Academic journal article The Middle East Journal

The October 1973 War: Kissinger in Moscow

Academic journal article The Middle East Journal

The October 1973 War: Kissinger in Moscow

Article excerpt

THE first word of the Israeli counter-offensive in the Sinai Peninsula began to reach Moscow on Tuesday, 16 October 1973, the day Soviet Prime Minister Alexei Kosygin left for Cairo. According to the Soviet Military Intelligence reports and the recordings made by the Soviet satellites, which were submitted to Soviet General Secretary Leonid Brezhnev and some other members of the Politburo, large concentrations of tanks, other mechanized forces, and aircraft had been forming on the Israeli side of the line over the last few days. The spearhead of the Israeli force had driven across the Suez Canal and was attacking Egyptian positions and surface-to-air missile sites on the western bank.

Military experts warned the Kremlin that a successful Israeli offensive could cut off the retreat of the large Egyptian force dug into the eastern side of the Canal and lead to the military and political collapse of Egypt. In addition, intelligence showed that significant US arms shipments were reaching Israel. Another source of information in the Egyptian capital reported to the Kremlin that the Israeli crossing of the Canal had created a situation of near panic among many Egyptian political and military leaders. Some of them, the informant claimed, were considering withdrawing the government to Asyut and organizing popular resistance against the Israeli invaders.

The Soviet media, however, portrayed the situation on the Sinai front and in Egypt differently, referring to, or simply repeating, the Arab version of the story. Only on 18 October did the Soviet newspapers mention that a small group of seven Israeli tanks had "desperately tried" to cross the Canal and that three of them were lost. On 19 October Izvestia announced that "an Israeli regiment penetrated into the Western bank of the Suez Canal and was liquidated."(1) These lies were for the Soviet public, but the Soviet leaders knew the bitter truth. Egyptian president Anwar al-Sadat's bravado could not mislead them. Nevertheless, Kosygin's talks in Cairo had proved that an immediate cease-fire with the cooperation of Sadat was hopeless. That was one reason why the Kremlin's contacts with Washington became more active in those days.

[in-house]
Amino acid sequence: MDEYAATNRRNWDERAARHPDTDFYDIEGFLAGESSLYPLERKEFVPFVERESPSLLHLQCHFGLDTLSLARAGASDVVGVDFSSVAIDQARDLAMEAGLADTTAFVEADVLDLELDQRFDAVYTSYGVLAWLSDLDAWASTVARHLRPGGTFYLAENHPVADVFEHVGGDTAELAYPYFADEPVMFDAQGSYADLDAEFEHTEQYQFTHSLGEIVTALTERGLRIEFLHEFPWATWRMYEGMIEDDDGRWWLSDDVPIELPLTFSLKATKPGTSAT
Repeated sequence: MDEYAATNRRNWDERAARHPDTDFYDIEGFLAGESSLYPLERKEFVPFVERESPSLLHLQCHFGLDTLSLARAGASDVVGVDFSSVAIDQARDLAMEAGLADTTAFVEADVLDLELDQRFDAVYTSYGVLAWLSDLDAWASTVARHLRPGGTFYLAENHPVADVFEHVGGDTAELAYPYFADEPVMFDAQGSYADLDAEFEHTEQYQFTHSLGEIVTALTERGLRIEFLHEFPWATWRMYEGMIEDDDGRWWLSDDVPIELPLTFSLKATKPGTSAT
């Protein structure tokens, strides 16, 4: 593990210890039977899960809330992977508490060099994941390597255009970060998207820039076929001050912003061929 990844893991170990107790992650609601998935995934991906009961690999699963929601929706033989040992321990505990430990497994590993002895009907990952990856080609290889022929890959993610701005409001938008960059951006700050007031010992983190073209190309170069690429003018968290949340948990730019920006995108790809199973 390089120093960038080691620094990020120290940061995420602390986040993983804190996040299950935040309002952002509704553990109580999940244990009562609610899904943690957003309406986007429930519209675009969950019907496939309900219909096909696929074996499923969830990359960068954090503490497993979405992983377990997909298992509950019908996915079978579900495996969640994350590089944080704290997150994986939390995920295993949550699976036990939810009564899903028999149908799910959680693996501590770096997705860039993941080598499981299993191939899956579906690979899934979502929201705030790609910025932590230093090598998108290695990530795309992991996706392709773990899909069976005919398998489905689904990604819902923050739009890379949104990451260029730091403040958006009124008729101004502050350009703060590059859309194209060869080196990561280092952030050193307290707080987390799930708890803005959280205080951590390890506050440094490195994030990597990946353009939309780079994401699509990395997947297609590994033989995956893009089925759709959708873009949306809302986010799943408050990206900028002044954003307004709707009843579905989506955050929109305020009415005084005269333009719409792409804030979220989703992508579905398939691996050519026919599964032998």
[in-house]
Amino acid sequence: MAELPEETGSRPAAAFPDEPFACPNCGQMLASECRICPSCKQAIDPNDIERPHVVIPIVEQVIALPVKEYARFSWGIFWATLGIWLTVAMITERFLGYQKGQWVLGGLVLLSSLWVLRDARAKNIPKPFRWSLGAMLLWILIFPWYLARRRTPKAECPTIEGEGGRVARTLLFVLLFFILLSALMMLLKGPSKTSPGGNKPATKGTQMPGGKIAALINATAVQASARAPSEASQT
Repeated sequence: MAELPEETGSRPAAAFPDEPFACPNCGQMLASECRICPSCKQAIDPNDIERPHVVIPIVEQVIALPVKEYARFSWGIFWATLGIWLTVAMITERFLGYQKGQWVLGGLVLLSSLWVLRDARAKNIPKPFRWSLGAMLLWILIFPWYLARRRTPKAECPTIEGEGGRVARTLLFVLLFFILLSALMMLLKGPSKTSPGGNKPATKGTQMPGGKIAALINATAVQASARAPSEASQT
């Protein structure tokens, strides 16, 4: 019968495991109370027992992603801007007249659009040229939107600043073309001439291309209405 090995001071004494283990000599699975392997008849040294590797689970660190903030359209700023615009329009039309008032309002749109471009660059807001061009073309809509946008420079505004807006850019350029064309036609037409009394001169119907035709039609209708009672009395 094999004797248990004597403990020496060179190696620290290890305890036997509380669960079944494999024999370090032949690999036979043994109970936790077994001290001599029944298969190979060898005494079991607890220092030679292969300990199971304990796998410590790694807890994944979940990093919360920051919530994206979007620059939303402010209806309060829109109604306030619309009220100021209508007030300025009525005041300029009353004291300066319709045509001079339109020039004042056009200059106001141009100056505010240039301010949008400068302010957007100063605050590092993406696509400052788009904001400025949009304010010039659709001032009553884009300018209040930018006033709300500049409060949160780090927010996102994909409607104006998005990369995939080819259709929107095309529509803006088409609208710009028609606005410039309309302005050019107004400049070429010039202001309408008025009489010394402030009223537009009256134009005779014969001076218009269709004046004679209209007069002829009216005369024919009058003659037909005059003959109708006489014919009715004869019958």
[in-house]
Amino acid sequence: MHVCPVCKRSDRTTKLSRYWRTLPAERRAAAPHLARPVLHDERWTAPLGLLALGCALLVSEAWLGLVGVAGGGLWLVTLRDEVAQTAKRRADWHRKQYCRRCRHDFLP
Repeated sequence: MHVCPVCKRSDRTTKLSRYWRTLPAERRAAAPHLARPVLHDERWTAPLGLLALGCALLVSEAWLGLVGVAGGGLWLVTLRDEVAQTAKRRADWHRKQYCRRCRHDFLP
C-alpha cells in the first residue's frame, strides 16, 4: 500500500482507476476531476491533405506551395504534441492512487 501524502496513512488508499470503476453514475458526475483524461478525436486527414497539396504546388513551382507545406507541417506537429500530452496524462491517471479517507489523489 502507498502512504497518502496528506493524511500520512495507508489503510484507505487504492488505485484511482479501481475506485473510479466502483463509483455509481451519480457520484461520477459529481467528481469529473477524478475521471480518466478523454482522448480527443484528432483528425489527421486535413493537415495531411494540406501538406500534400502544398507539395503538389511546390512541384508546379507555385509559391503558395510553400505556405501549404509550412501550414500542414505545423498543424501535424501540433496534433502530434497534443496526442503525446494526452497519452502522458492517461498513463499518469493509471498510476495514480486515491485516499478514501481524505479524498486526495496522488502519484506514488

Soviet foreign minister Andrei Gromyko informed the four-man task force, set up in the Foreign Ministry at the beginning of the war, that Brezhnev had decided to address US president Richard Nixon and express to him the Soviet leadership's comprehensive assessment of the situation in the Middle East. Brezhnev did not want the message to be confrontational, though he did want it to be convincing. A draft was drawn up with the help of Brezhnev's aides, edited by Oromyko, reviewed, and finally cleared by Brezhnev himself, who attached great importance to it.

Although US secretary of state Henry Kissinger characterized the message as "conventional rhetoric,"(2) it seems that it precisely and accurately reflected the way the Soviet leadership perceived the 1973 October War and the Middle East situation and its eventual settlement. Many of the assertions in that message proved to be correct in the years after the war. For this reason, the full text of the message deserves to be quoted. On 16 October, Brezhnev wrote to Nixon:

The current developments in the Middle East are to some extent a test of both our powers to strictly comply with the course we have accepted in our [bilateral] relations and in international affairs.

The situation is undoubtedly complicated. This is clear to us, as well as to you. Let us be straightforward: The United States and the Soviet Union are strongly engaged with Israel and Arab states, respectively.

The trouble is, however, not only, and, perhaps, not insomuch that we maintain a different position on the Middle East issue. The main problem here is that we assess the situation in the Middle East differently. The Soviet leadership continuously, including quite recently, has drawn the Resident's attention to the dangerous situation, which threatened a new explosion at any moment. …

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